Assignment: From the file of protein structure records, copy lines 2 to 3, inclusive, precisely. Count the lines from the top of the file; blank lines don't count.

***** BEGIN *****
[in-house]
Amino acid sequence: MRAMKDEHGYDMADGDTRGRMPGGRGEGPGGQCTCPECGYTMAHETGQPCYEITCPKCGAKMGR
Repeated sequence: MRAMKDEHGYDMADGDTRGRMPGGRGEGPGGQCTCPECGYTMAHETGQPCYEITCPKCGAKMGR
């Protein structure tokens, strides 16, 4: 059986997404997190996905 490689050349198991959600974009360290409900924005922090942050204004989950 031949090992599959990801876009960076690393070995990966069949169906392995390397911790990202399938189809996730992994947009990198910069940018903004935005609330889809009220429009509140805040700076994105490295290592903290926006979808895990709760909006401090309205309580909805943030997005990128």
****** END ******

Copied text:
Amino acid sequence: MRAMKDEHGYDMADGDTRGRMPGGRGEGPGGQCTCPECGYTMAHETGQPCYEITCPKCGAKMGR
Repeated sequence: MRAMKDEHGYDMADGDTRGRMPGGRGEGPGGQCTCPECGYTMAHETGQPCYEITCPKCGAKMGR